approached by His emanations. He manifests Himself through
prime or spiritual matters; here the Universal Intellect, or Nous,
is emanated. To it is imparted the Divine knowledge. I ...
... Ismailis are Shi'a Muslims who claim that Ismail, the eldest son of Imam Jaffar, was the rightful ruler of all Muslims. They
are also known as the "Seveners", because Imam Jaffar was the seventh and, according to them, the last Imam. An
important Shi‘i Muslim community, the Ismailis as an entity eme ...
Islamic schools and branches (wikipedia)
... Imam Ali Mosque in Najaf, Iraq, where Ali the first Shī‘ah Imam is buried.
In addition to believing in the authority of the Qur'an and teachings of the Muhammad,
Shia believe that his family, the Ahl al-Bayt (the "People of the House"), including his
descendants known as Imams, have special spiritu ...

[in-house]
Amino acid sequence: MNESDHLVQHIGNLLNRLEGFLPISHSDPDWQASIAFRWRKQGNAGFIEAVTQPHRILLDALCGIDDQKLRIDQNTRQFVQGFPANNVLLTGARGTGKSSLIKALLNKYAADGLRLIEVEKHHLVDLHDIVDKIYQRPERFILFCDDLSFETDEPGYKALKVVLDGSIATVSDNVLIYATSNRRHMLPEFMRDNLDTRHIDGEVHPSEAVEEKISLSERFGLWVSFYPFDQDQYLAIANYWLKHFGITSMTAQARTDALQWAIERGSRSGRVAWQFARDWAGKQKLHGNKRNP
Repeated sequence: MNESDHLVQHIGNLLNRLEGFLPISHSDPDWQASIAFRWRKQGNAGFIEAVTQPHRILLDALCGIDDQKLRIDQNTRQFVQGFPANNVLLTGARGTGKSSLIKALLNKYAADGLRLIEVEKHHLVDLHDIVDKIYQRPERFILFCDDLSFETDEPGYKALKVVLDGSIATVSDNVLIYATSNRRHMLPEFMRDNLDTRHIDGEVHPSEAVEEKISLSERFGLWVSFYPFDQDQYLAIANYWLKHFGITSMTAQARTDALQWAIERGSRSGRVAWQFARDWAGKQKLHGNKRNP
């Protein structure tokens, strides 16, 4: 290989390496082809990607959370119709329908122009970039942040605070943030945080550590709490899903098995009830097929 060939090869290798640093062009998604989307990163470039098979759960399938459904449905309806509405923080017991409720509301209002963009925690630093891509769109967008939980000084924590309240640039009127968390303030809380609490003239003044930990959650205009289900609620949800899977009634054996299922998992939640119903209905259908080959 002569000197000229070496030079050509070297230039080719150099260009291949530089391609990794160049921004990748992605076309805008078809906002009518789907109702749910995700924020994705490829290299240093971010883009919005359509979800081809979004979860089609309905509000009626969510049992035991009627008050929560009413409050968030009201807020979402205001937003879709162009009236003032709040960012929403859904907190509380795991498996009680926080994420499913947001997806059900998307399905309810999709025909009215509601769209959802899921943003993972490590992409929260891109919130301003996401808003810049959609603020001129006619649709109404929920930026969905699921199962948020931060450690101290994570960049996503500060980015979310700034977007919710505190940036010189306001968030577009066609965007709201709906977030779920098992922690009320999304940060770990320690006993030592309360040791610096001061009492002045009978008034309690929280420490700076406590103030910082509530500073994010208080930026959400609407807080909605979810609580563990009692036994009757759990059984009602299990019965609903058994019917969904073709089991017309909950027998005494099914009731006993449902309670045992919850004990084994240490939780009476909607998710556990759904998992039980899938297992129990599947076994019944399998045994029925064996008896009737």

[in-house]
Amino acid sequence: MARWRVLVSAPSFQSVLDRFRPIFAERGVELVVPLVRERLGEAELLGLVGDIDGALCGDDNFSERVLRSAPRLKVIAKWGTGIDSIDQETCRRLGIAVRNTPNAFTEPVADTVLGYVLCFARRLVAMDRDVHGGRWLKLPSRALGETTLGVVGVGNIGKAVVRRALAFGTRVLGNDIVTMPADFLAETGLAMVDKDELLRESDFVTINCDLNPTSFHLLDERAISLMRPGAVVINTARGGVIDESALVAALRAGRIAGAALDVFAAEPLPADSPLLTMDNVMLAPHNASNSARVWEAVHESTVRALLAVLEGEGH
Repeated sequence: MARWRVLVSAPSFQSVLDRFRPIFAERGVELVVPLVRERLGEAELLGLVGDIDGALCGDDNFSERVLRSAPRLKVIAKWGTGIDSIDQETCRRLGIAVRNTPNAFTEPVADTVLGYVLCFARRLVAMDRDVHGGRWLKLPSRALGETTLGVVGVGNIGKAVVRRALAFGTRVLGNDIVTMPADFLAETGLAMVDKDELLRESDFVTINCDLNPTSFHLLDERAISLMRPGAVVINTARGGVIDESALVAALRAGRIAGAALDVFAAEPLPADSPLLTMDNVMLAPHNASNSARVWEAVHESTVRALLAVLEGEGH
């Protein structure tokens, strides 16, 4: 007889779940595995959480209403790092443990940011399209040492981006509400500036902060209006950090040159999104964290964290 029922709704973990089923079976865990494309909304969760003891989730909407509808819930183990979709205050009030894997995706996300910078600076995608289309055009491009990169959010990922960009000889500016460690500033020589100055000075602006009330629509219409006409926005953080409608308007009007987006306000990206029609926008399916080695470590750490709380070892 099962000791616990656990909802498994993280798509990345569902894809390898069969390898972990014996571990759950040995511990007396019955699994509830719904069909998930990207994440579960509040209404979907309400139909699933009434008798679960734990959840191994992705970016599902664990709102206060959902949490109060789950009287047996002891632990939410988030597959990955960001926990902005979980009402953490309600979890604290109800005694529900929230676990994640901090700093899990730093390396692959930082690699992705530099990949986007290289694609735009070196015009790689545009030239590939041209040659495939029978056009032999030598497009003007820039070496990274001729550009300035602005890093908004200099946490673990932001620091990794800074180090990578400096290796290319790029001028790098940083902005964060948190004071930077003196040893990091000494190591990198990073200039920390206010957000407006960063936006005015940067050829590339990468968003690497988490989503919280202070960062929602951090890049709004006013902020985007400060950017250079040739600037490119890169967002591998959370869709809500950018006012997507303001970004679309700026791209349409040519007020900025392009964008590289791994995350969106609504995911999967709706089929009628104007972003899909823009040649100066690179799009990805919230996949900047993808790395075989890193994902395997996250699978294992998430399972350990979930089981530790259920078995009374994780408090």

Ismāʿīlism (Arabic: الإسماعيلية al-Ismāʿīliyya; Persian: اسماعیلیان; Sindhi: اسماعيلي; Kurdish: Ismaili; Esmāʿiliyān) is a branch of Shia Islam whose adherents are also known as Seveners and Agha Khanies. The Ismāʿīlī (/ˌɪsmeɪˈɪli/) get their name from their acceptance of Isma'il ibn Jafar as the appointed spiritual successor (Imām) to Ja'far al-Sadiq, wherein they differ from the Twelvers, who accept Musa al-Kadhim, younger brother of Isma'il, as the true Imām.Tracing its earliest theology to the lifetime of Muhammad, Ismailism rose at one point to become the largest branch of Shī‘ism, climaxing as a political power with the Fatimid Caliphate in the tenth through twelfth centuries. Ismailis believe in the oneness of God, as well as the closing of divine revelation with Muhammad, whom they see as ""the final Prophet and Messenger of God to all humanity"". The Ismāʿīlī and the Twelvers both accept the same initial Imams from the descendants of Muhammad through his daughter Fatimah and therefore share much of their early history. Both groups see the family of Muhammad (the Ahl al-Bayt) as divinely chosen, infallible (ismah), and guided by God to lead the Islamic community (Ummah), a belief that distinguishes them from the majority Sunni branch of Islam.After the death of Muhammad ibn Ismail in the 8th century AD, the teachings of Ismailism further transformed into the belief system as it is known today, with an explicit concentration on the deeper, esoteric meaning (batin) of the Islamic religion. With the eventual development of Twelverism into the more literalistic (zahir) oriented Akhbari and later Usuli schools of thought, Shi'i Islam developed into two separate directions: the metaphorical Ismaili group focusing on the mystical path and nature of God, with the ""Imām of the Time"" representing the manifestation of truth and reality, with the more literalistic Twelver group focusing on divine law (sharia) and the deeds and sayings (sunnah) of Muhammad and the Twelve Imams who were guides and a light to God.Though there are several paths (tariqat) within Ismailism, the term in today's vernacular generally refers to the Nizaris, who recognize the Aga Khan IV as the 49th hereditary Imam and is the largest Ismaili group. In recent centuries Ismāʿīlīs have largely been a Pakistani, Afghan, and Indian community, but Ismailis are also found in Bangladesh, Syria, Iran, Saudi Arabia, Yemen, Jordan, Kurdistan, East Africa, Angola, Lebanon, and South Africa, and have in recent years emigrated to Europe, Canada, Australia, New Zealand, the United States, and Trinidad and Tobago. There are also a significant number of Ismāʿīlīs in Central Asia.